Rhinoplasty is sometimes called a “nose job” or “nose reshaping.” Dr. Lafer is a structural rhinoplasty surgeon who employs techniques that maintain and reinforce the structure of the nose with an eye on both form and function. She utilizes both open and closed (“scarless rhinoplasty”) rhinoplasty techniques depending on patient anatomy and surgical goals, but primarily utilizes an open approach. Through various techniques the nasal size, shape, and symmetry can be modified.


10 Tips for a Smooth Recovery after Rhinoplasty.

Cosmetic Rhinoplasty
A cosmetic rhinoplasty changes the shape of the nose to improve symmetry and create balance.

Revision Rhinoplasty
Patients seek revision surgery for a variety of reasons, but often because they have persistent or new nasal obstruction or aesthetically, they were hoping for a different outcome.

Functional Rhinoplasty
Functional rhinoplasty aims to correct nasal obstruction related to septal deviation, inferior turbinate enlargement and/or valve collapse.

Types of Rhinoplasty


Nasal trauma can lead to a broken nose. This can be a fracture in the nasal bones and/or cartilage and sometimes causes a spicule (a small bony bump on the nose). Trauma can lead to nasal obstruction (difficulty breathing through the nose) and/or cause the nose to look crooked or deformed.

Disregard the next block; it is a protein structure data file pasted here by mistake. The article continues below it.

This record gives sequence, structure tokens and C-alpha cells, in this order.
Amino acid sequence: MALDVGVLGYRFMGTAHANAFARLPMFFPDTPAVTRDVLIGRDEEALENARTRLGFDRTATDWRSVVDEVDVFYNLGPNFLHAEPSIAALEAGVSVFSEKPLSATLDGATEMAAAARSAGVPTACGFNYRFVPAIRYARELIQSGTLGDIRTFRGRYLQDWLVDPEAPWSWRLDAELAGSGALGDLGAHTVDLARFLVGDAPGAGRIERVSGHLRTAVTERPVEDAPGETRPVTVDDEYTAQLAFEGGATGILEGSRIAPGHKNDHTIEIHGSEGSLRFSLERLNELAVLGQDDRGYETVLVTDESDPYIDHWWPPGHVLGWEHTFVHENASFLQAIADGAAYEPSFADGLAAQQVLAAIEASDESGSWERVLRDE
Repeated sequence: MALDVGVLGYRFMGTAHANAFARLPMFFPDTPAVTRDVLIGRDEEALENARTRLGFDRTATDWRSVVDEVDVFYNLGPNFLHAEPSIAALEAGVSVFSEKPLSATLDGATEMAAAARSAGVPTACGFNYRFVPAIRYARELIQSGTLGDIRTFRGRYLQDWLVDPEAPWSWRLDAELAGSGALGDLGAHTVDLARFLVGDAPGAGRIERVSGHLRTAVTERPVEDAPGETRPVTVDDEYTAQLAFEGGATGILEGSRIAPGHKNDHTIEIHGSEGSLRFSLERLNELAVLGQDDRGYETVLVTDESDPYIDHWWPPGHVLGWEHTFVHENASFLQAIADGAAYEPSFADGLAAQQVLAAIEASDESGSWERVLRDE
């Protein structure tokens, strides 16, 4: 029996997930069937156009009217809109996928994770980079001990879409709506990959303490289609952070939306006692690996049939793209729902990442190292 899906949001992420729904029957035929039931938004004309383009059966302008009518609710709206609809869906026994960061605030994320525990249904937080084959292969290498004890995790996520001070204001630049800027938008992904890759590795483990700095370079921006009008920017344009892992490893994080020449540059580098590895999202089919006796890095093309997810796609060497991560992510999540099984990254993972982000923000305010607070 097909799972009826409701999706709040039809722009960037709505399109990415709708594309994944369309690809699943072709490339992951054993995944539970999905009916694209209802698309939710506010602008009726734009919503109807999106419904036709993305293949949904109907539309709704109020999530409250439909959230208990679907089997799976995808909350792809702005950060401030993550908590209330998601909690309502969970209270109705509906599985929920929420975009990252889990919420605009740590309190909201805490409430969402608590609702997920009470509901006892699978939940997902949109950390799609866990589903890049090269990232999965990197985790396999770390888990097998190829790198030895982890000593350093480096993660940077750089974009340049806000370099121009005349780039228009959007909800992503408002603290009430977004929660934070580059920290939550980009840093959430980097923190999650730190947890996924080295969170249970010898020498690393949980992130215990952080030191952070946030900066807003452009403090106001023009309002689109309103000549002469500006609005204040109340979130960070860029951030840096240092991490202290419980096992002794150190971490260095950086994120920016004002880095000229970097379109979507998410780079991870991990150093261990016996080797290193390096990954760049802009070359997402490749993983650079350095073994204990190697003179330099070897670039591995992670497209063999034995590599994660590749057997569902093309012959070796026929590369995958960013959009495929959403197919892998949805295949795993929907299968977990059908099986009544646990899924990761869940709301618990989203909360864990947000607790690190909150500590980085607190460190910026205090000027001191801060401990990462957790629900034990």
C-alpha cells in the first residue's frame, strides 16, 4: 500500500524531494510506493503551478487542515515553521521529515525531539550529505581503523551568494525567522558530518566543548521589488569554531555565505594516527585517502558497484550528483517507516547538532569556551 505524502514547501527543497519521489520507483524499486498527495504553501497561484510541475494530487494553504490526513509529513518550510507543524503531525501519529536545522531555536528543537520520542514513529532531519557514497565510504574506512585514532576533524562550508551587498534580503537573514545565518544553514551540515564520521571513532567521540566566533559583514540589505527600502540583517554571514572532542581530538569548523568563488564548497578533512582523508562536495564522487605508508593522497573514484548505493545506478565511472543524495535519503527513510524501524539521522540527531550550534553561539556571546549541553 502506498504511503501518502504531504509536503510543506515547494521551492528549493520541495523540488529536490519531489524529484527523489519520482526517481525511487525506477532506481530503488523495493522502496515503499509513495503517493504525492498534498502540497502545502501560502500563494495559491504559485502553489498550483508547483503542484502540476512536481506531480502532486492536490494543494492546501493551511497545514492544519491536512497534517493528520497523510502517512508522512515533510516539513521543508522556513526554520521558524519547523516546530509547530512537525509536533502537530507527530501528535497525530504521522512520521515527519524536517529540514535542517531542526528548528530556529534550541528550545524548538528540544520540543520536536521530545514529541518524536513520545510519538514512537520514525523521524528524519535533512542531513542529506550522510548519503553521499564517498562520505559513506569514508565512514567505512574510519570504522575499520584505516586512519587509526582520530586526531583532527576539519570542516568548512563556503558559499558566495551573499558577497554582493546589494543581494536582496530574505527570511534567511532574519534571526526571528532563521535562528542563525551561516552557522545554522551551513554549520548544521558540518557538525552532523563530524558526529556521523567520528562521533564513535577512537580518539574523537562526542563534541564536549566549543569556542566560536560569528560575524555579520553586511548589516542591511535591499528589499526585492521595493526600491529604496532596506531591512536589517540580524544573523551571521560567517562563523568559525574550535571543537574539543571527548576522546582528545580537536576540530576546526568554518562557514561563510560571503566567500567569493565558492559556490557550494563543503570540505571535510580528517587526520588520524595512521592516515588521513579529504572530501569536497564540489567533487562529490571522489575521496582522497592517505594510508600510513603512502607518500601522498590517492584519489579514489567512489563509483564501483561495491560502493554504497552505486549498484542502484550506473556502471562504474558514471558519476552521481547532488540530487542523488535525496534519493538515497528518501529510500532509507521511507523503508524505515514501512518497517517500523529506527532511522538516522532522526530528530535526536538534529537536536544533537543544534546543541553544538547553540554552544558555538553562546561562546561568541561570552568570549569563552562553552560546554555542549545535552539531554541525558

Patients who sustained nasal trauma should be seen right away especially if they have any difficulty breathing through their nose. If there were multiple injuries or loss of consciousness (“black out”), patients should be seen in the Emergency Room. Otherwise, it may be appropriate to be seen in the office setting.

A broken nose can be “re-set” via a closed reduction (no incisions) within 2.5 weeks of the injury. However, children heal faster and therefore have an even narrower window to repair their nasal injury acutely. After the window to reset the nose closes, patients should wait at least 6 months before undergoing corrective surgery, but should be seen by a rhinoplasty surgeon for evaluation.

Nasal obstruction can be from many different causes. One common cause is a deviated septum. The septum is made up of cartilage and bone. A crooked septum can be a result of nasal trauma, congenital (naturally grew that way) or post-surgical. The majority of septal surgery is performed with incisions that are hidden inside the nose and removes portions of the cartilage and/or bone that is crooked and blocking nasal airflow. This type of surgery doesn’t change the shape of the nose on the outside. However, some patients require an open approach to their septal surgery with a more involved septal reconstruction, which may change the external appearance of the nose.



Turbinoplasty or Turbinate Surgery
Hypertrophied (enlarged) inferior turbinates are another common cause of nasal obstruction. Turbinates serve important functions—they humidify and warm the air and filter particles out of the air before reaching the lungs. They can be enlarged for many different reasons. The history and physical exam findings can help determine if you’re a candidate for turbinate surgery.